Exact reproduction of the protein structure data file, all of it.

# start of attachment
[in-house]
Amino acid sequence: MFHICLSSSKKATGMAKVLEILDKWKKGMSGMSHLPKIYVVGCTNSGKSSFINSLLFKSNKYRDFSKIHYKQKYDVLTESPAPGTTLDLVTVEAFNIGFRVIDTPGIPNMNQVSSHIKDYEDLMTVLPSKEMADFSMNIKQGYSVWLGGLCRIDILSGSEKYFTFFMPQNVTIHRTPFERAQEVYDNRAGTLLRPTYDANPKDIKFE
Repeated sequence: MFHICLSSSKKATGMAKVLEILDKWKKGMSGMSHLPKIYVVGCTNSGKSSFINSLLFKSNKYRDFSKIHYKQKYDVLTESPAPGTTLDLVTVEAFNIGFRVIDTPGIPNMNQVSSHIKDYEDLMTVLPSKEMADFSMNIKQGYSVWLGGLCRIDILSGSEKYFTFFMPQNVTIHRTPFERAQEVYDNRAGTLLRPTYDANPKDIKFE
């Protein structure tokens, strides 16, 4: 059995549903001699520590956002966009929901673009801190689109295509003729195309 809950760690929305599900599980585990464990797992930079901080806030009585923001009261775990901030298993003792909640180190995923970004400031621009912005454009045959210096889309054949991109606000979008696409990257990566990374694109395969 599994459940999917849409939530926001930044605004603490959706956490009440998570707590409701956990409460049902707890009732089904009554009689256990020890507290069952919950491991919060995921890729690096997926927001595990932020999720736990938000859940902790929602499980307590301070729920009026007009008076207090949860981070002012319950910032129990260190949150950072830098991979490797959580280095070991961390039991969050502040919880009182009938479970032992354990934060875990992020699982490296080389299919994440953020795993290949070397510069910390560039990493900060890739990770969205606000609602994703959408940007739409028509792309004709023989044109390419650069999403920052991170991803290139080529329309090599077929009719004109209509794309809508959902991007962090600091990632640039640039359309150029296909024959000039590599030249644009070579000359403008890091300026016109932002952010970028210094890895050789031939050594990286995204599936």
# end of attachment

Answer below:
[in-house]
Amino acid sequence: MFHICLSSSKKATGMAKVLEILDKWKKGMSGMSHLPKIYVVGCTNSGKSSFINSLLFKSNKYRDFSKIHYKQKYDVLTESPAPGTTLDLVTVEAFNIGFRVIDTPGIPNMNQVSSHIKDYEDLMTVLPSKEMADFSMNIKQGYSVWLGGLCRIDILSGSEKYFTFFMPQNVTIHRTPFERAQEVYDNRAGTLLRPTYDANPKDIKFE
Repeated sequence: MFHICLSSSKKATGMAKVLEILDKWKKGMSGMSHLPKIYVVGCTNSGKSSFINSLLFKSNKYRDFSKIHYKQKYDVLTESPAPGTTLDLVTVEAFNIGFRVIDTPGIPNMNQVSSHIKDYEDLMTVLPSKEMADFSMNIKQGYSVWLGGLCRIDILSGSEKYFTFFMPQNVTIHRTPFERAQEVYDNRAGTLLRPTYDANPKDIKFE
């Protein structure tokens, strides 16, 4: 059995549903001699520590956002966009929901673009801190689109295509003729195309 809950760690929305599900599980585990464990797992930079901080806030009585923001009261775990901030298993003792909640180190995923970004400031621009912005454009045959210096889309054949991109606000979008696409990257990566990374694109395969 599994459940999917849409939530926001930044605004603490959706956490009440998570707590409701956990409460049902707890009732089904009554009689256990020890507290069952919950491991919060995921890729690096997926927001595990932020999720736990938000859940902790929602499980307590301070729920009026007009008076207090949860981070002012319950910032129990260190949150950072830098991979490797959580280095070991961390039991969050502040919880009182009938479970032992354990934060875990992020699982490296080389299919994440953020795993290949070397510069910390560039990493900060890739990770969205606000609602994703959408940007739409028509792309004709023989044109390419650069999403920052991170991803290139080529329309090599077929009719004109209509794309809508959902991007962090600091990632640039640039359309150029296909024959000039590599030249644009070579000359403008890091300026016109932002952010970028210094890895050789031939050594990286995204599936």